Application For Route 27 Self-Storage Facility Withdrawn For ‘Re-Envisioning’

1784 Capital Holdings will try again sometime next year.

Artist’s rendering of a proposed self-storage facility that ran into stiff opposition at the December 16 Zoning Board meeting.

Sensing his client’s application was going to be denied by the Zoning Board of Adjustment, the attorney representing the developer of a proposed self-storage facility on Route 27 withdrew it in favor of some “re-envisioning.”

Arizona-based 1784 Capital Holdings wants to build a three-story, 125,000-square-foot self-storage facility on the property that now houses Fama Nursery.

The facility would also include 75 spaces for long-term storage of recreational vehicles, boats and other vehicles.

It was the sheer scope of the project that turned off many of the Zoning Board members who sat through more than two hours of testimony at the Board’s December 16 meeting.

A number of neighbors of the property, including representatives of adjoining apartment complexes, voiced their objection to the project.

But it was after hearing negative comments from Board members Robert Shepherd, Kunal Lakhia, Gary Rosenthal and Cheryl Bethea, that Chris Murphy, 1784’s attorney, made his suggestion that the application be temporarily pulled.

“I think it might be worth us adjourning and going back and rethinking some of the elements, meeting with the neighbors, and maybe re-envision certain aspects of it,” he said. “I would hate to go down tonight and not be able to go ahead with it at all.”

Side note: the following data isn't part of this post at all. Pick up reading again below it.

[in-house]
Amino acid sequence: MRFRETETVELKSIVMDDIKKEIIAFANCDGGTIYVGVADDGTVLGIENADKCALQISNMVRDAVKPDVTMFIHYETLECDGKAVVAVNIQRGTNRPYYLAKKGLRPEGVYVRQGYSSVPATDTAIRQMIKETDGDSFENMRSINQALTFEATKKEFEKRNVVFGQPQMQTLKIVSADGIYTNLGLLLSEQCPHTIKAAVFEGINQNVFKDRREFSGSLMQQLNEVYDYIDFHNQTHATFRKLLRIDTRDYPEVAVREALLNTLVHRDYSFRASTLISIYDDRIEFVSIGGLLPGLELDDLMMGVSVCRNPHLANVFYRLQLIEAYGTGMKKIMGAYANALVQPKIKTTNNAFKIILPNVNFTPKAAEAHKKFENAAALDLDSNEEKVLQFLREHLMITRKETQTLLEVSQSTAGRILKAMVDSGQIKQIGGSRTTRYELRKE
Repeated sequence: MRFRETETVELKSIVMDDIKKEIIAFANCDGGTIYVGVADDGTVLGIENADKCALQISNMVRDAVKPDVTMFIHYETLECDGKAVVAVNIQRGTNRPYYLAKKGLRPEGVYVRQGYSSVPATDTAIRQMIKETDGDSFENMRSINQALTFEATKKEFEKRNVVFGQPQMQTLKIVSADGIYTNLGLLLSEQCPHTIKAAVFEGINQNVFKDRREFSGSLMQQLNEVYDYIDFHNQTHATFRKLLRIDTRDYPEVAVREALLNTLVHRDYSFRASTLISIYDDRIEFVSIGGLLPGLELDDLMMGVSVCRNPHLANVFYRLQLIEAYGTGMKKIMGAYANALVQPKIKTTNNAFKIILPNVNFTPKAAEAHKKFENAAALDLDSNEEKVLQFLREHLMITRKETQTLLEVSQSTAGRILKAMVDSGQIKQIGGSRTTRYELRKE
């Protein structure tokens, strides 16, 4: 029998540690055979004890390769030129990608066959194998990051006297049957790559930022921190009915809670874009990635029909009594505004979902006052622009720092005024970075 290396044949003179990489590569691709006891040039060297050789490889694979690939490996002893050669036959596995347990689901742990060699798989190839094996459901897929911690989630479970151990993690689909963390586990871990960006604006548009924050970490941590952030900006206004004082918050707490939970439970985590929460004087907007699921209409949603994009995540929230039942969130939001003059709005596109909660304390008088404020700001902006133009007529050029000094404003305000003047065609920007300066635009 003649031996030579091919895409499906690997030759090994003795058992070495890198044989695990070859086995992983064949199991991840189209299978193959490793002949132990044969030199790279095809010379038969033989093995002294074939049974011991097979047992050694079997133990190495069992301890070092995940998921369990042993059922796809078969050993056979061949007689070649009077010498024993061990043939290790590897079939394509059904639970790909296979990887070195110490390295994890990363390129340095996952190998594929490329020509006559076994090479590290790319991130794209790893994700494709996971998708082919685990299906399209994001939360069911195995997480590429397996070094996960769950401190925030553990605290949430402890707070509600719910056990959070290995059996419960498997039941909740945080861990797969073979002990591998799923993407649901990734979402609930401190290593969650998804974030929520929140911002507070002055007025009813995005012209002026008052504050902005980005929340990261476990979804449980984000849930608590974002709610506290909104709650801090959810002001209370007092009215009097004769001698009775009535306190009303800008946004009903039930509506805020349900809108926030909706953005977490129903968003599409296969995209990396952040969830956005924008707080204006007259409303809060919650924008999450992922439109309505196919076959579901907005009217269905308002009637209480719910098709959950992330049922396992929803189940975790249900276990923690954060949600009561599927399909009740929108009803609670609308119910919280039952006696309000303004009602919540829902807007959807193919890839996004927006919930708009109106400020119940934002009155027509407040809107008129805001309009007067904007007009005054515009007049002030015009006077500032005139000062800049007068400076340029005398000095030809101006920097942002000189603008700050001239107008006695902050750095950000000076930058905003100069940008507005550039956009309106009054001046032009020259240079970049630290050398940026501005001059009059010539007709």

“I think you’re wise asking for that,” Board chairman Robert Thomas said. “I think a lot of the problems can go away with a reduction in the size of the facility.”

The applicant’s engineer, architect and planner told the Board about the various elements the project entails.

Initial plans for light stanchions taller than what the township’s ordinance allows, and a six-foot wrought iron fence were modified during the hearing, with the lights coming down to honor township regulations, and the fence being replaced by a solid wall.

“The overall takeaway of this is a low-impact use, a use you want to see in an area like this,” Josh Kline, the project’s engineer, told the Board.

He said the targeted property’s shape – basically a long, narrow rectangle – made it hard to develop a residential or retail project.

He said the plan is to remove 76 of 98 trees, and then plant a total of 284 trees as part of the overall landscaping plan, which includes the planting of more than 190 shrubs.

The facility would not offer 24-hour access, Kline said. He said office hours would be 8 a.m. to 6 p.m. daily, and that storage space renters could access it from 5 a.m. to 10 p.m., seven days a week.

The property’s neighbors expressed other objections, such as to the height of the building – 35 feet – and uncertainty over where stormwater runoff would go.

In the end, the idea of a 3-story building on that property, amidst solid residential uses, did not sit well with Board members.

The application is scheduled to be heard at the Board’s January 6. 2022 meeting, but Murphy indicated that he would probably need more time than that to meet with his client and neighbors.

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